Welcome to Management by Ryan Hawk
Interesting enough this book review has taken me more time than expected to put together. I guess it’s because I was struggling to put into words my thoughts on how I feel about the book without being too critical to the author. When I initially read this book, I couldn’t get over the fact that the author came across a bit cocky (I also heard the audio version which probably emphasized it a bit more) about his career and kept comparing everything to sports. I felt like the sports references were so prominent throughout the book, that if a reader did not have experience as a member of a team or group they would not enjoy, let alone, understand some of the references. In that struggle I decided to read the book one more time to give it the benefit of the doubt, and it actually worked. After giving the book a second read (including the audio version), I can have a clearer objective. I’m not sure if its because I was already prepared for all the sports references and focused on more of the actual content, but now I am able to put together this review with a better feeling about it.
Turns out, this book can be a used as a great operating manual for an individual that is a new manager or for someone that has less tenure as a manager (5 years or less as a manager). Within the content of the book, after you get passed the sports references, there are many lessons learned from all types of professionals in different stages of their career path you can relate and learn from. The author takes the approach of not only utilizing his own experiences in being a new manager and shares his lessons learned, he also shares important information from other professionals he has interviewed in his podcast series and adds those lessons learned throughout the book as well. He outlines struggles he went through, as a newly appointed manager, that can be relevant and implemented in a new managers role. The author’s approach is to be simple and not overcomplicate the information, pretty straightforward, therefore the language in the book is easy to read and follow.
The author divides the book into three sections because he realized that in order to be a good manager you need to:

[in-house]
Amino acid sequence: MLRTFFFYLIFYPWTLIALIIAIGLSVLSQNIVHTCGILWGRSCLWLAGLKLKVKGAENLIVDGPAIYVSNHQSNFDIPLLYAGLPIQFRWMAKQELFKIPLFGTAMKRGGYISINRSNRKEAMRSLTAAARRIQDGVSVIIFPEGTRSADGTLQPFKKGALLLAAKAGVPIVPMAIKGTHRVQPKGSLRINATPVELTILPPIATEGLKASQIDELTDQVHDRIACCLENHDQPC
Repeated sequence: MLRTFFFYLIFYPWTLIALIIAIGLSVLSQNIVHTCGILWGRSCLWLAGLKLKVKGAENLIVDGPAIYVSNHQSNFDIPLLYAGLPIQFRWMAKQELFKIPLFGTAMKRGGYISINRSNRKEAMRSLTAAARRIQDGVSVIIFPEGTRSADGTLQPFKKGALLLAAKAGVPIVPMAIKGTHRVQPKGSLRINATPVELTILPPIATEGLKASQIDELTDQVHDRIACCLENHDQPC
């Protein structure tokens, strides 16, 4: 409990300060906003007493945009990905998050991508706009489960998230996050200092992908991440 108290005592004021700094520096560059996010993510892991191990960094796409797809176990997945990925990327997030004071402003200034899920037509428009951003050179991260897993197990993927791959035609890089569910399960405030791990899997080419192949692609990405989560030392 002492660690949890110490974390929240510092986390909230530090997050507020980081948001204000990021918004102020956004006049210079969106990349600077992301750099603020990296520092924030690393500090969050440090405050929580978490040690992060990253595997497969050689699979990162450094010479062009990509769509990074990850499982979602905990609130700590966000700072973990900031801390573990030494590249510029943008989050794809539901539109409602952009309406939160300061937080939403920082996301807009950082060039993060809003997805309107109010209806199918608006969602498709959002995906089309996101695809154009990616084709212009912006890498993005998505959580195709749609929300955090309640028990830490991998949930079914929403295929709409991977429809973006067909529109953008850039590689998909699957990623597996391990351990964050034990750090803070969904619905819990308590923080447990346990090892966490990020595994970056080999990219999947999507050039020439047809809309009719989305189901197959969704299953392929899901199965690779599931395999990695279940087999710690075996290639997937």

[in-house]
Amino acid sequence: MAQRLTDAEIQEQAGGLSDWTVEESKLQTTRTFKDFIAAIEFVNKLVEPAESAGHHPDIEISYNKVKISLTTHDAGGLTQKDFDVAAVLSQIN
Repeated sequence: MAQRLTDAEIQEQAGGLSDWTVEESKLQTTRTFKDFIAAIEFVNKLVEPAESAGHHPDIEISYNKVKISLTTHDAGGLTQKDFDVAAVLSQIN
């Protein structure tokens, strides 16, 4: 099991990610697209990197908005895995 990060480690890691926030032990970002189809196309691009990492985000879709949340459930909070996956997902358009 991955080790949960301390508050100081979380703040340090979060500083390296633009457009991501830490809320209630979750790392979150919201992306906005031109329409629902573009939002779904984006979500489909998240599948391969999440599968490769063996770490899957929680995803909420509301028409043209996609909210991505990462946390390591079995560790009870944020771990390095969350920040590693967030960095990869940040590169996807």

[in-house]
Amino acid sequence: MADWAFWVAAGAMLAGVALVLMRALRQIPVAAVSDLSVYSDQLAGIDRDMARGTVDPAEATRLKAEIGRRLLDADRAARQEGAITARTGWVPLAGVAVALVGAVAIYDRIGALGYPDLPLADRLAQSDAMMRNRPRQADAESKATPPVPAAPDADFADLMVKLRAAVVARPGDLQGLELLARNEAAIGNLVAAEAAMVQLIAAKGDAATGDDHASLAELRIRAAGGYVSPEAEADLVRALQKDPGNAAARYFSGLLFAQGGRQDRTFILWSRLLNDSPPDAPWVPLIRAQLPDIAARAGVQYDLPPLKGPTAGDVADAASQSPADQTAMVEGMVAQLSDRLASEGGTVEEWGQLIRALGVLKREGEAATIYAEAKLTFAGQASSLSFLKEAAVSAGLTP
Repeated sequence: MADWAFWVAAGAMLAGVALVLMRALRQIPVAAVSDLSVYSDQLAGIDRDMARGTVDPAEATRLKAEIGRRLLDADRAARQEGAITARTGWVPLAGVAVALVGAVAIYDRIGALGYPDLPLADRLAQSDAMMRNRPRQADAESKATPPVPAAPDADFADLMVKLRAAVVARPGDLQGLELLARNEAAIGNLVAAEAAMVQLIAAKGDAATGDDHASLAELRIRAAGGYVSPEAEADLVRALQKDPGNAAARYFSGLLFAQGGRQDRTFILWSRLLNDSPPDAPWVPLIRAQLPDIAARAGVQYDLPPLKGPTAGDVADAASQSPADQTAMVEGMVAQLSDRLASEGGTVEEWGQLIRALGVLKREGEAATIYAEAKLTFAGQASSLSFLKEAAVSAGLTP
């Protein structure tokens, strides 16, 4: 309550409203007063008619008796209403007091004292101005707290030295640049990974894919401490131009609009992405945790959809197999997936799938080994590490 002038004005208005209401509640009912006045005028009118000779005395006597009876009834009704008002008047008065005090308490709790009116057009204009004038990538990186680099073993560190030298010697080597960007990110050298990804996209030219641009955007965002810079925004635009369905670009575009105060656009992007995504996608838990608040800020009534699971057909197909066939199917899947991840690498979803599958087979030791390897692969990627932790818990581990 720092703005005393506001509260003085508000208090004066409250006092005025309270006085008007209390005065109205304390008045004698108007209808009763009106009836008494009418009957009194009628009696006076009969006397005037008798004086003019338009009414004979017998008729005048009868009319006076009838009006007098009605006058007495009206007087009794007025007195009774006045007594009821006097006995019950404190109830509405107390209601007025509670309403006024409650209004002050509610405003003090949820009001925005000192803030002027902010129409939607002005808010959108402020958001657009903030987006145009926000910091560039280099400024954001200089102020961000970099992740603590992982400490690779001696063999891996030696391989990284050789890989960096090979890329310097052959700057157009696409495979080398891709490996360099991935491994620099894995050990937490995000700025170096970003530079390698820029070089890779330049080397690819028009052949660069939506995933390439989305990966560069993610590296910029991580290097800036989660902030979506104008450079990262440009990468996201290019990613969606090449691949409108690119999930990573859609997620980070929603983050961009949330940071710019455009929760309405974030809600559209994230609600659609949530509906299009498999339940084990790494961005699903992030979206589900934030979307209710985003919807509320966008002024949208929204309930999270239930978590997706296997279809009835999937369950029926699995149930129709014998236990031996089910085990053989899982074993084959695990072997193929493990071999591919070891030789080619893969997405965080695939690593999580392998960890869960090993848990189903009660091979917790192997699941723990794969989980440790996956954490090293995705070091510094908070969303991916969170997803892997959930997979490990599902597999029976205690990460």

- Start with understanding yourself first in the section he calls – Lead Yourself
- Then you can focus on creating the right team that will complement your ‘self’ in the section he calls – Build your Team
- In order to develop and learn the tools you will need to lead that team successfully in the section he calls – Lead your Team
It’s noteworthy because most of us know that the best salesperson is not always a good manager, and the top performer is not always the best candidate for leadership. They might be great at what they do because they are great individual contributors, however, that doesn’t automatically mean they will be a great leader. Nevertheless, this book allows you to be ok with that and teaches you its ok to learn some basics steps you can take to become a better leader as a newly appointed manager. Yes, it will be frightening at times and some of the decisions you need to make as a manager are not easy, but the book allows you to understand you are not the only person that is going through that experience and living through those feelings. There have been others before you that have faced some of the same challenges the difference is that you can use those past experiences that have been shared throughout the book to enhance your future ones. As a result, my final tip to all new managers, or less tenured managers, is to read what this book has to offer, after overcoming the sports references (haha!!), you will find it to be a great asset in your arsenal as a new manager.